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Physicist, Startup Founder, Blogger, Dad

Thursday, March 31, 2011

Ruh Roh!

The dreaded double dip!



Non-Americans see here for explanation of "Ruh Roh" :-)

16 comments:

Eric said...

Is anyone really surprised?

steve hsu said...

Will a double dip in housing cause a double dip recession?

Seth said...

I've been anticipating a strong chance of a double dip (at least in housing) ever since I first saw this chart (no later than Oct 2007): http://www.calculatedriskblog.com/2007/10/imf-mortgage-reset-chart.html

On the other hand I smell a boomlet shaping up in more affluent markets. More divergence into Two Americas. But then it has never been particularly illuminating to look only at broad averages of economic data.

KenC said...

Ruh-Roh? Thanks for the dictionary link. Even I--"Mr. Super American" had never heard of that phrase. But let's talk states here-in the US that is.

Oregon officially has a 12% unemployment rate if government figures can be believed. But in reality it is more likely 20%. Hynix packed up and left, motorhome production vanished, lumber sales have disappeared (except for exports) and those in the construction trades are wandering around in a state of shock. Many unemployed have simply fallen off the charts as they officially don't count anymore under the current definitions of being unemployed. They are surviving somehow on cash and barter or going to illegal means in the underground economy. But that also means they can't qualify for a mortgage loan and perhaps not even qualify to rent a house unless the landlord goes more on gut instinct than contractual protocol. It's ugly and is getting worse.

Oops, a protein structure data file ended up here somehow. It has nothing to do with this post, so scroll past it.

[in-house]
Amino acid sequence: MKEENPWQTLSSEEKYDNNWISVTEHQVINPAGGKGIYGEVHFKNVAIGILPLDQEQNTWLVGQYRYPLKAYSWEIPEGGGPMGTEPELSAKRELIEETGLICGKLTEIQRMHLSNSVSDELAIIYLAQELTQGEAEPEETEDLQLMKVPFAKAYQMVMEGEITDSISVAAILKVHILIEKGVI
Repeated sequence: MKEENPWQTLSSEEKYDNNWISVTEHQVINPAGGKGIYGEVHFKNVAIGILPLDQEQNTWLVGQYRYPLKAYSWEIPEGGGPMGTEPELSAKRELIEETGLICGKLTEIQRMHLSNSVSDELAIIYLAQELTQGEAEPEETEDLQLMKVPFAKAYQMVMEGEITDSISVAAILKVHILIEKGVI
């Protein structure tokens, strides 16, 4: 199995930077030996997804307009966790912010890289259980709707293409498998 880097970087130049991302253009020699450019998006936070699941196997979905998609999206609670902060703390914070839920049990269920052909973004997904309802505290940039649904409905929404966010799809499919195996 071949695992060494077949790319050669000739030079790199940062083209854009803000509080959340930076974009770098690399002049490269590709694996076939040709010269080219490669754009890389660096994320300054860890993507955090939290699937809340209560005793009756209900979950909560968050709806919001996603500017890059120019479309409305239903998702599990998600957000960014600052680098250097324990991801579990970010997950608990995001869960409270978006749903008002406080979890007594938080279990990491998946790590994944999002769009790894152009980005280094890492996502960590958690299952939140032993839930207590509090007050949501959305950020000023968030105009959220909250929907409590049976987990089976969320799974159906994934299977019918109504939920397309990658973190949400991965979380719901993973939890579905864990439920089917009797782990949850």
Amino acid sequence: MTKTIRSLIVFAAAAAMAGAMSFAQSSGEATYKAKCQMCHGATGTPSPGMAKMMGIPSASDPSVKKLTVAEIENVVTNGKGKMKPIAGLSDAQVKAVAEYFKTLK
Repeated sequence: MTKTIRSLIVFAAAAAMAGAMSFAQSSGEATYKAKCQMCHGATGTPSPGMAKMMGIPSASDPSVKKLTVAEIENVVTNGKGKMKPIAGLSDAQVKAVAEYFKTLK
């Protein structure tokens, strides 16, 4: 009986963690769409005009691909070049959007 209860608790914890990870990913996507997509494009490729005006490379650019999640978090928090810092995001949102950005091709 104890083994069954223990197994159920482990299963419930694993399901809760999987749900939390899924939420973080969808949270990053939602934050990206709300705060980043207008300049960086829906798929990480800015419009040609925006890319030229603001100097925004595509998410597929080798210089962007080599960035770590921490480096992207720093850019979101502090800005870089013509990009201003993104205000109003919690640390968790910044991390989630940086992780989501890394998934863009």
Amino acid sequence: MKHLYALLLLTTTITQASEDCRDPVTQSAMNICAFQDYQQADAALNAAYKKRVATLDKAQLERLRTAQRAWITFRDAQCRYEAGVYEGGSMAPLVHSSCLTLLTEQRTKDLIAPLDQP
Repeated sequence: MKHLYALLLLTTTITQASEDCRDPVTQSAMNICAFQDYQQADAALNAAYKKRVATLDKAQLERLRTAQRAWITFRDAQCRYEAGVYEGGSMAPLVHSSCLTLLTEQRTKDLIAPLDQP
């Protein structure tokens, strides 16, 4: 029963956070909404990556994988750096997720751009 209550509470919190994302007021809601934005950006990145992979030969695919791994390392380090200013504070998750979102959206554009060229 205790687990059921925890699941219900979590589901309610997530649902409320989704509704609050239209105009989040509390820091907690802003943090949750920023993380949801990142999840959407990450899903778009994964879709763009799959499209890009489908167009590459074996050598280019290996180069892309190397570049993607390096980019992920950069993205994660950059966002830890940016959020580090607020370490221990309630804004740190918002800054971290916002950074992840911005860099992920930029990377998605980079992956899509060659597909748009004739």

And I wonder how many can regain (legal and taxed) employment unless something I cannot foresee transpires. Manufacturing (actually making something) is still the greatest source of wealth generation. I've read somewhere that the US is still the worlds largest manufacturer in absolute terms. Is that true? Methinks the barter and cash economy is and will continue to be on the rise.

Owen said...

Good news!

Housing is still badly overpriced in many parts of America. Another 10-20% fall and the nation will be much better positioned to see an economic expansion.

If the financiers who drove the prices up ever are allowed to fail, the national will be much better positioned to see an economic expansion, too.

RKU said...

I was an astonishing figure in the media somewhere that twenty(!!!) percent of all the houses in Florida are currently unoccupied. Meanwhile, it wouldn't much surprise me if a pretty good fraction---maybe even twenty percent---of all the families in Florida were doubling up with relatives or otherwise "under-housed." This sort of thing reminds me of the late-1980s stories out of the USSR that we always used to snicker about.

Considering that the banks having been playing all sorts of games with their mortgage-loan inventory over the last couple of years and refusing to recognize the vast majority of their likely losses, a housing double-dip always seemed an expected scenario to me.

LondonYoung said...

"the financiers who drove the prices" - when an obese person passes by the salad bar, and instead fills up their plate with french fries, is it the restaurant owner who is responsible for them being fat?